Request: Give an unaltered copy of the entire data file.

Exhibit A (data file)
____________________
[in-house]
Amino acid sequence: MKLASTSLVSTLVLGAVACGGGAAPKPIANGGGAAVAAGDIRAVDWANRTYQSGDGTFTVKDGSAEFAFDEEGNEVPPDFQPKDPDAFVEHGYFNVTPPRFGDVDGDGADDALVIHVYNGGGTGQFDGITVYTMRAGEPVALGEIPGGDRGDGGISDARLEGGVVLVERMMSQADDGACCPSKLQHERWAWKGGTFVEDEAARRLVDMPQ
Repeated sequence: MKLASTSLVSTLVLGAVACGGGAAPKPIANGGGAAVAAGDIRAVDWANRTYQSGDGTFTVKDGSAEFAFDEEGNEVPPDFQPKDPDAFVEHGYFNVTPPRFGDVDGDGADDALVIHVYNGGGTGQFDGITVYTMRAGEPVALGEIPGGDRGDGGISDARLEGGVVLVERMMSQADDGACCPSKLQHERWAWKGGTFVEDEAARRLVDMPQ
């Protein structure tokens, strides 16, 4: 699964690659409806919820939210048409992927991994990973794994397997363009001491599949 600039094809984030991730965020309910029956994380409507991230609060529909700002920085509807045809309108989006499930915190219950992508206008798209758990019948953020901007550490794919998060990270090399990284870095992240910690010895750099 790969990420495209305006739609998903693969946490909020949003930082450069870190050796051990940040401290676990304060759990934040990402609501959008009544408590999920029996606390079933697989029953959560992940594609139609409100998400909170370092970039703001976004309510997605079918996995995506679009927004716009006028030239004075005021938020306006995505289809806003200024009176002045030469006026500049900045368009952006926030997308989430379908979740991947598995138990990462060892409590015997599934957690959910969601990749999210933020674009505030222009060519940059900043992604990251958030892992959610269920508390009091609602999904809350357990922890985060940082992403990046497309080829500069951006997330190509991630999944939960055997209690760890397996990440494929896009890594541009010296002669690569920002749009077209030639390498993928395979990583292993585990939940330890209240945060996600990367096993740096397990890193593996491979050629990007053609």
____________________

[in-house]
Amino acid sequence: MKLASTSLVSTLVLGAVACGGGAAPKPIANGGGAAVAAGDIRAVDWANRTYQSGDGTFTVKDGSAEFAFDEEGNEVPPDFQPKDPDAFVEHGYFNVTPPRFGDVDGDGADDALVIHVYNGGGTGQFDGITVYTMRAGEPVALGEIPGGDRGDGGISDARLEGGVVLVERMMSQADDGACCPSKLQHERWAWKGGTFVEDEAARRLVDMPQ
Repeated sequence: MKLASTSLVSTLVLGAVACGGGAAPKPIANGGGAAVAAGDIRAVDWANRTYQSGDGTFTVKDGSAEFAFDEEGNEVPPDFQPKDPDAFVEHGYFNVTPPRFGDVDGDGADDALVIHVYNGGGTGQFDGITVYTMRAGEPVALGEIPGGDRGDGGISDARLEGGVVLVERMMSQADDGACCPSKLQHERWAWKGGTFVEDEAARRLVDMPQ
């Protein structure tokens, strides 16, 4: 699964690659409806919820939210048409992927991994990973794994397997363009001491599949 600039094809984030991730965020309910029956994380409507991230609060529909700002920085509807045809309108989006499930915190219950992508206008798209758990019948953020901007550490794919998060990270090399990284870095992240910690010895750099 790969990420495209305006739609998903693969946490909020949003930082450069870190050796051990940040401290676990304060759990934040990402609501959008009544408590999920029996606390079933697989029953959560992940594609139609409100998400909170370092970039703001976004309510997605079918996995995506679009927004716009006028030239004075005021938020306006995505289809806003200024009176002045030469006026500049900045368009952006926030997308989430379908979740991947598995138990990462060892409590015997599934957690959910969601990749999210933020674009505030222009060519940059900043992604990251958030892992959610269920508390009091609602999904809350357990922890985060940082992403990046497309080829500069951006997330190509991630999944939960055997209690760890397996990440494929896009890594541009010296002669690569920002749009077209030639390498993928395979990583292993585990939940330890209240945060996600990367096993740096397990890193593996491979050629990007053609």